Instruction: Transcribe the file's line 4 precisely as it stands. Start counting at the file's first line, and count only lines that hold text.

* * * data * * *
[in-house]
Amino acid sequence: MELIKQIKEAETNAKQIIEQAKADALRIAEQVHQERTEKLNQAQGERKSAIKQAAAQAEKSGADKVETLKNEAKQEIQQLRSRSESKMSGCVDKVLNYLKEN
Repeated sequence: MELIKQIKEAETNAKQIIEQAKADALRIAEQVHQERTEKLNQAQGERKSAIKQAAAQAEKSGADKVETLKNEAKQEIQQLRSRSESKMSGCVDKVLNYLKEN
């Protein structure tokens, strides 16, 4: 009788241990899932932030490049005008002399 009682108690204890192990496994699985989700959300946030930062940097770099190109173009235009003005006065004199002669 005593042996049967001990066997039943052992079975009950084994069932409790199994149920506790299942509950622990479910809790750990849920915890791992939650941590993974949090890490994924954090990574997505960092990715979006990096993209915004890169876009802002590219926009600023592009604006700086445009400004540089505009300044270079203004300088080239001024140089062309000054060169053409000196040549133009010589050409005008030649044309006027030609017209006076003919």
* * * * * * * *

């Protein structure tokens, strides 16, 4: 009788241990899932932030490049005008002399 009682108690204890192990496994699985989700959300946030930062940097770099190109173009235009003005006065004199002669 005593042996049967001990066997039943052992079975009950084994069932409790199994149920506790299942509950622990479910809790750990849920915890791992939650941590993974949090890490994924954090990574997505960092990715979006990096993209915004890169876009802002590219926009600023592009604006700086445009400004540089505009300044270079203004300088080239001024140089062309000054060169053409000196040549133009010589050409005008030649044309006027030609017209006076003919």